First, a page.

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Top 5 Photography Tips for Blogging

April 29, 2014 0 Comments

Top 5 Photography TipsMy guest author today is Deborah Habora from Deborah Habora Photography. Today, she is going to share with us her photography tips that will make our blog photos stand out above the rest.

Photography and blogging go together like peanut butter and jelly. A photo is generally used on a blog to grab the readers’ attention – think of it as the visual representation of the blog post. The image that is included with your blog post will give the reader a quick sense of what the accompanying article is about.

In today’s post, I am going to touch upon the best ways to achieve an eye-catching image – both for blogging and general purposes.

1. Focus. Focus and clarity is important, as it helps distinguish between the subject of the photograph and the background. In order to achieve proper focus, you can either use your camera’s auto-focus mode or manual mode. Generally, depending on the subject matter, the auto-focus mode should work just fine for you. If it does not, you may need to change your background (more on that below) or reposition yourself to get a better angle.

2. Background. Even though the background of an image is usually blurred, choosing a proper background is important when separating your subject matter from the background. To do this, it is best to choose a solid background. Even if the background will be blurred, a busy background can still be distracting. It should also be noted that the distance between your subject matter and the background is important. If possible, in order to blur the background, the subject should be a few feet away from your background. By moving your subject a few feet away from the background, it will also help with the focus mentioned in Step 1.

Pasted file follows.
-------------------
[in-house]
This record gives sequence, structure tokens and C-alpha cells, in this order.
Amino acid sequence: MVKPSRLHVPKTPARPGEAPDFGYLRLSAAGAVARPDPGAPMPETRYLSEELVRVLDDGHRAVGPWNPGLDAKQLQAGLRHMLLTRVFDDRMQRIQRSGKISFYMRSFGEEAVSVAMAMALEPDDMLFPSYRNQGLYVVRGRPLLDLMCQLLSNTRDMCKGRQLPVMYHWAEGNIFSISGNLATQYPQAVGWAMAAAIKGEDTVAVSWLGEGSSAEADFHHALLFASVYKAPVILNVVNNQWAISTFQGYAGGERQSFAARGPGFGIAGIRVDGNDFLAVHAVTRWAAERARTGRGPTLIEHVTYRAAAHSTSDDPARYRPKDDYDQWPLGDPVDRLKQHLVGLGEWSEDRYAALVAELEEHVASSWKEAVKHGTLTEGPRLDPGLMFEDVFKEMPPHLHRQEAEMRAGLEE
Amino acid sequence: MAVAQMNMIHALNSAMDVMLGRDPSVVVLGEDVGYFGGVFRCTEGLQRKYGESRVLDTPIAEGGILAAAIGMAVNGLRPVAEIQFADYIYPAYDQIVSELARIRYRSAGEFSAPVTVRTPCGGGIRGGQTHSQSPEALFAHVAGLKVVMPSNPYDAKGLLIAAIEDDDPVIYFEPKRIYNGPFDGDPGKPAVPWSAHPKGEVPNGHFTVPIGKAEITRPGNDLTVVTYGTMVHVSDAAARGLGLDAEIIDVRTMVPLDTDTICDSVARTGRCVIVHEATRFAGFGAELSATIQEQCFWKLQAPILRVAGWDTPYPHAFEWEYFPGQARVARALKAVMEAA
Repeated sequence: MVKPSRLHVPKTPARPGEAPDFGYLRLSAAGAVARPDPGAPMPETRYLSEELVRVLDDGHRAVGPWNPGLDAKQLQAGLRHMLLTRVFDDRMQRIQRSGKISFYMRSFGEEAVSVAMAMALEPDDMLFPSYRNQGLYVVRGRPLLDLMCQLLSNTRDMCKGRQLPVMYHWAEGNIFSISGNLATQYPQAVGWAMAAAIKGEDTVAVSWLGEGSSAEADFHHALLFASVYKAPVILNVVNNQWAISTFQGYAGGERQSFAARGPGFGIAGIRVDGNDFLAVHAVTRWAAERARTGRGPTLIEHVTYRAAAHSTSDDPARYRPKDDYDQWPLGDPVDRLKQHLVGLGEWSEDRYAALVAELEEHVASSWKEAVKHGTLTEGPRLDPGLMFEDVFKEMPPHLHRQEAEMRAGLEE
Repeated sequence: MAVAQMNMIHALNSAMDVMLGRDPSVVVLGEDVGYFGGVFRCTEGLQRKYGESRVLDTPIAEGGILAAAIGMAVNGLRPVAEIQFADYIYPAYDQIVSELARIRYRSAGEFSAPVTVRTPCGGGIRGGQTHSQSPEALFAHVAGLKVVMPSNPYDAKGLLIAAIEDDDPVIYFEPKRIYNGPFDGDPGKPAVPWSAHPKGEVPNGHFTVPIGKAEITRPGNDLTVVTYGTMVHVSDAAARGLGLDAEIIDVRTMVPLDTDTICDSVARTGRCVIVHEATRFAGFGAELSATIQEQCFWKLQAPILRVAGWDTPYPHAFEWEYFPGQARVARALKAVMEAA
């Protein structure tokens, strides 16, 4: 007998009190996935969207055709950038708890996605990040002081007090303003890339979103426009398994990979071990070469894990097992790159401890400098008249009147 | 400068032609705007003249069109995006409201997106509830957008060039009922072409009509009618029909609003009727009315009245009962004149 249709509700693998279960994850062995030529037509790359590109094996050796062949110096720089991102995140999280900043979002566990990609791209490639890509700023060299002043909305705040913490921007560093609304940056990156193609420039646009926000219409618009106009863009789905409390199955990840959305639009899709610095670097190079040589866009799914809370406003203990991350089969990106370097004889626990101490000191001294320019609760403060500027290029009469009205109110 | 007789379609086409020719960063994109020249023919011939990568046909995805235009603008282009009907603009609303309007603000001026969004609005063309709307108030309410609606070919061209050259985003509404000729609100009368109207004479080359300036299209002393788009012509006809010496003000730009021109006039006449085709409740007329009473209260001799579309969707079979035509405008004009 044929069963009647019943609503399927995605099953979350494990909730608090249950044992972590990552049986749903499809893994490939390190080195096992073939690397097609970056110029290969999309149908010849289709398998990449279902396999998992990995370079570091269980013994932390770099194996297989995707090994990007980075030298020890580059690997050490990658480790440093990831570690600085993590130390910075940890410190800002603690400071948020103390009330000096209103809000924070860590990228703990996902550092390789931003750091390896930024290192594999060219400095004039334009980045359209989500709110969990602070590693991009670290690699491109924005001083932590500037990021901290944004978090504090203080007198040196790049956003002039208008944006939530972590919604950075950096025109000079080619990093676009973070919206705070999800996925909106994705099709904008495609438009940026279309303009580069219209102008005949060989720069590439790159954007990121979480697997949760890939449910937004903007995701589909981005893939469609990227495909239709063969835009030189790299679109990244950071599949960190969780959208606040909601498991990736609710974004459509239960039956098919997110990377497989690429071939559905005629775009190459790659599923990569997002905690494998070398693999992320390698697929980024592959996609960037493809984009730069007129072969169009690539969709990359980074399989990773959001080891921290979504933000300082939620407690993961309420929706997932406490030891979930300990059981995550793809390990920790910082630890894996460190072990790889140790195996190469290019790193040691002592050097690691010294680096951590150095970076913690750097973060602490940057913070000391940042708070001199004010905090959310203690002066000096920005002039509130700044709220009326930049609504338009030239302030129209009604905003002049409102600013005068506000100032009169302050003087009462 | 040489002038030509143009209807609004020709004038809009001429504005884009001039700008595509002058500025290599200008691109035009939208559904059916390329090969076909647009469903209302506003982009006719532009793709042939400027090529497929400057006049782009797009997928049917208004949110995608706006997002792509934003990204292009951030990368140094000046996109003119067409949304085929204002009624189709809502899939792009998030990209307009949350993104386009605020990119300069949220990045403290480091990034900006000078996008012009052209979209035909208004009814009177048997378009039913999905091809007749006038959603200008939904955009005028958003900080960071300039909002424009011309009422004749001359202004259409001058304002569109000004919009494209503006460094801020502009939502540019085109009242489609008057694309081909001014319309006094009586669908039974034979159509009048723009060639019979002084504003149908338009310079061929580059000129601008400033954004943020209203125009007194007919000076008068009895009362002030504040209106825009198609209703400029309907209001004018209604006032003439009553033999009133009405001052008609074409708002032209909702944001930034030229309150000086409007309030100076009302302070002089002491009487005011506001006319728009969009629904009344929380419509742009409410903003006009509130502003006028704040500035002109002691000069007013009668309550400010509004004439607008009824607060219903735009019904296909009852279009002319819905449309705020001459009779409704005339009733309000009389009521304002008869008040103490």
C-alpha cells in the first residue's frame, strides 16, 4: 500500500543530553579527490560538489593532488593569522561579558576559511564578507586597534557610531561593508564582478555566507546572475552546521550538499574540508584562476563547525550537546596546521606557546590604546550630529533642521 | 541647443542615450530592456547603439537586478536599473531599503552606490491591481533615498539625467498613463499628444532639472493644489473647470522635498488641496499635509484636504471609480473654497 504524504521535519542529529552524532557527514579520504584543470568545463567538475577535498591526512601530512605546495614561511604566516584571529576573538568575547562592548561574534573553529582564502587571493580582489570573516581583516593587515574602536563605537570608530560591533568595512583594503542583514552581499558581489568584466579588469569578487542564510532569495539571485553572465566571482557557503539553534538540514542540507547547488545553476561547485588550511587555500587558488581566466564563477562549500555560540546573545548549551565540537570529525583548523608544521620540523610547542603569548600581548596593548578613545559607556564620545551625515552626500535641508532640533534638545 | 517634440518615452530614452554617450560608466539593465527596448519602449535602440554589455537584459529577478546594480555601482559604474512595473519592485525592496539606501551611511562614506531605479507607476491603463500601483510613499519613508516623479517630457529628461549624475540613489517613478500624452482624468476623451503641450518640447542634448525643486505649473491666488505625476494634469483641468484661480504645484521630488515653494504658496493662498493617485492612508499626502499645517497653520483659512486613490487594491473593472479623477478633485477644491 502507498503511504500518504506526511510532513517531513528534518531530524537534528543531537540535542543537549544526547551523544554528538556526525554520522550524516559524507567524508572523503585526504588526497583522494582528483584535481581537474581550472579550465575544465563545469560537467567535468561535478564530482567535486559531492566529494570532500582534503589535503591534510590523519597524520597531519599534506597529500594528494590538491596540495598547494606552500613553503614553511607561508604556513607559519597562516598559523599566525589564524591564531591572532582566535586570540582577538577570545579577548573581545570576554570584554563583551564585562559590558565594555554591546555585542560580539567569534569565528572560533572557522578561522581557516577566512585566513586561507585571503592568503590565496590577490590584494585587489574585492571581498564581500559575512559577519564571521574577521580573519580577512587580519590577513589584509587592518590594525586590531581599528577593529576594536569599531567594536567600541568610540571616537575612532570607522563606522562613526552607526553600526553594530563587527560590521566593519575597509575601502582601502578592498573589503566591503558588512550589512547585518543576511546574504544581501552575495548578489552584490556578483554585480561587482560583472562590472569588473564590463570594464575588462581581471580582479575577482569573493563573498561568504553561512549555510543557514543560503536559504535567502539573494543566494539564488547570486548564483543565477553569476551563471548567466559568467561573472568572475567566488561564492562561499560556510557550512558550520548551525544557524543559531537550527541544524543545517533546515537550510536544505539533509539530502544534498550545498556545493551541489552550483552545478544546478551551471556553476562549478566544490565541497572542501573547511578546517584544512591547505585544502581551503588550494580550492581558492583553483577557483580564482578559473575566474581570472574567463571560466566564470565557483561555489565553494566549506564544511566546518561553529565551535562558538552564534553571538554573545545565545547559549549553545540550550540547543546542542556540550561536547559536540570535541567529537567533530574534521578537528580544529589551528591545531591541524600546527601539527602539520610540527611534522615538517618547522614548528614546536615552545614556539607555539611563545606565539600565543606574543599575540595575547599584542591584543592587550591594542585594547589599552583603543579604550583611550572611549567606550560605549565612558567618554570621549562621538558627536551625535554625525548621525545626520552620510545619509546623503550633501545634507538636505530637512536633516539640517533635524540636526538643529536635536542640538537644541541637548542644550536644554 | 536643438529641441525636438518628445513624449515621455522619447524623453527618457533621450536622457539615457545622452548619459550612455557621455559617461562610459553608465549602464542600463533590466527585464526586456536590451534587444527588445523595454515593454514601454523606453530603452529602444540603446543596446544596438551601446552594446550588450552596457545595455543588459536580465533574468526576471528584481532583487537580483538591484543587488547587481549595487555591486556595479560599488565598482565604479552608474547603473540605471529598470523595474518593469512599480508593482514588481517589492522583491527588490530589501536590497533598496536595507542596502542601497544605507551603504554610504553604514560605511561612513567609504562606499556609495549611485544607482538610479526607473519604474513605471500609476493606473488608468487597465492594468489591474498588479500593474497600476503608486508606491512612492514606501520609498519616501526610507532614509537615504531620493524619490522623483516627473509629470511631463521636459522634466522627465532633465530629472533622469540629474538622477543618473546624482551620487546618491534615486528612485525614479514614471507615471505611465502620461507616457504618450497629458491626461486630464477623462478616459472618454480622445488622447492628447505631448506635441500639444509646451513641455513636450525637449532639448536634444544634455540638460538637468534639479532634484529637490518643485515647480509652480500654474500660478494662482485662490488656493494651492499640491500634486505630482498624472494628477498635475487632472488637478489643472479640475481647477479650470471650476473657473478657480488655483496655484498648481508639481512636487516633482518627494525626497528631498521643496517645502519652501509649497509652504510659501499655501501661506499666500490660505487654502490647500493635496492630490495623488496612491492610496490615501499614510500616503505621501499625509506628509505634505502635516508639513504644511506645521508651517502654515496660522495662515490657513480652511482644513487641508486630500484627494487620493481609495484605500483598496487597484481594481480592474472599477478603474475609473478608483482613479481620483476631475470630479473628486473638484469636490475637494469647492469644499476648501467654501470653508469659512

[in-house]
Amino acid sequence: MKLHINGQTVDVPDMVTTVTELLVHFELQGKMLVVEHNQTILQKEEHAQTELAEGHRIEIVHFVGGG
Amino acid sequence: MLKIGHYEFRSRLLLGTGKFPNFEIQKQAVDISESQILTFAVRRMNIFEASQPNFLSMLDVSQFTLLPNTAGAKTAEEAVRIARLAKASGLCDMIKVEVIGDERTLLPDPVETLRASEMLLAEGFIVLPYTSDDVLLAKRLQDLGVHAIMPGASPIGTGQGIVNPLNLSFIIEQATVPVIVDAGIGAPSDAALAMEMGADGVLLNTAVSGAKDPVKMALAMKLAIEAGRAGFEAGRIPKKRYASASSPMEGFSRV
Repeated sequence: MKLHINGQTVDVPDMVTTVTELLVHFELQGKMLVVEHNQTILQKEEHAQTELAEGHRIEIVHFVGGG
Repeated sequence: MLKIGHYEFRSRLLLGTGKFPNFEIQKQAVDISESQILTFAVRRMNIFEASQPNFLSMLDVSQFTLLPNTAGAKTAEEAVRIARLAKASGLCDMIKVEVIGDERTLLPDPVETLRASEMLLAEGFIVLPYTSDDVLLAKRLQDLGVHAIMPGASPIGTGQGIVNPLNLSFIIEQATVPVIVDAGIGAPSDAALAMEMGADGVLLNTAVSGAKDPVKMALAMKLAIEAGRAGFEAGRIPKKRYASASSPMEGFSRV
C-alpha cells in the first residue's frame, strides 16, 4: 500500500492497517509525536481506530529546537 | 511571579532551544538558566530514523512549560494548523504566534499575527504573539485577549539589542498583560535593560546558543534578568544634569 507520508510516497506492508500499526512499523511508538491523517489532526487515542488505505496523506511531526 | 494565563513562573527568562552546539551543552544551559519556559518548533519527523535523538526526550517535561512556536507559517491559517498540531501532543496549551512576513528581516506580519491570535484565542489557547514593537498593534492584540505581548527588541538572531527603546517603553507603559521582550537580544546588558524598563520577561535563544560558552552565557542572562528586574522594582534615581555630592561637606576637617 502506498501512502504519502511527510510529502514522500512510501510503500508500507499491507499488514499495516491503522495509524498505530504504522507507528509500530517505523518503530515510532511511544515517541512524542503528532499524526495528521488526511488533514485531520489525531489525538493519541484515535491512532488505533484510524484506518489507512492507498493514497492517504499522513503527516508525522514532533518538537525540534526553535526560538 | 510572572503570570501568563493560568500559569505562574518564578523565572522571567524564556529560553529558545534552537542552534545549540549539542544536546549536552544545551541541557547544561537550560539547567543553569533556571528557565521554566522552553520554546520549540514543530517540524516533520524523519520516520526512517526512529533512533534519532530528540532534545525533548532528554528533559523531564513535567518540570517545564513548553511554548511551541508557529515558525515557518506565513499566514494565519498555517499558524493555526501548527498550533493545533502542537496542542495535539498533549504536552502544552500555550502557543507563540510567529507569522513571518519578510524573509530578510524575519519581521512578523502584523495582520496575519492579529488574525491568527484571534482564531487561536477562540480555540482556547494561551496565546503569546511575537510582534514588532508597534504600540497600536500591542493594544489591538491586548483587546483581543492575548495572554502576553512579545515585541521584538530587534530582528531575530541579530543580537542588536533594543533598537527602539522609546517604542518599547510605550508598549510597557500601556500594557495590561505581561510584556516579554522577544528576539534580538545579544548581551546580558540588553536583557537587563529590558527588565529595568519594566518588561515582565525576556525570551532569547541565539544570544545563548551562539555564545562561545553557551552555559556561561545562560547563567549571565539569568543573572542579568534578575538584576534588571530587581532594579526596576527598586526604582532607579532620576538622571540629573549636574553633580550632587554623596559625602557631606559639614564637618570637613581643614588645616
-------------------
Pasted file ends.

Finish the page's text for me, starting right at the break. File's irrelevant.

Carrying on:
3. Lighting. While photographing, proper lighting is very important. Your lighting will depend heavily upon where you are taking your photograph. If you are photographing outdoors, it is best to shoot during the “magic hour”, which is usually any time between about 4-7pm, depending on the time of year. If you cannot shoot towards the end of the day, it is best to photograph during an overcast/cloudy day and/or under a shaded tree. Overcast days will give you a nice diffused lighting, as opposed to the harsh lighting of the mid-day sun.

4. Composition. Composition plays a big part in the success of an image. Most new photographers usually place the subject in the middle of the frame. While this is acceptable, it doesn’t always make for an interesting photograph. Next time you’re out photographing, try placing the subject to the left or the right of the frame – it will add dimension.

5. Angle. The angle you choose goes along with the composition mentioned in Step 4. Most photographs are taken at eye-level. While this is okay, if you want to make the image more interesting, try bending down to get lower or using a step-stool to get higher than your subject matter. Either of these positions should make for a more interesting image.

I hope you enjoyed the suggestions mentioned above and I hope they come in handy next time you’re out photographing. Good luck in your photography and blogging journey!


Deborah Habora, PhotographerDeborah Habora is a photographer, blogger, and social media enthusiast. You can view Deborah’s photography and blog at Also, feel free to reach out to her on Twitter at @deblovesphotos.

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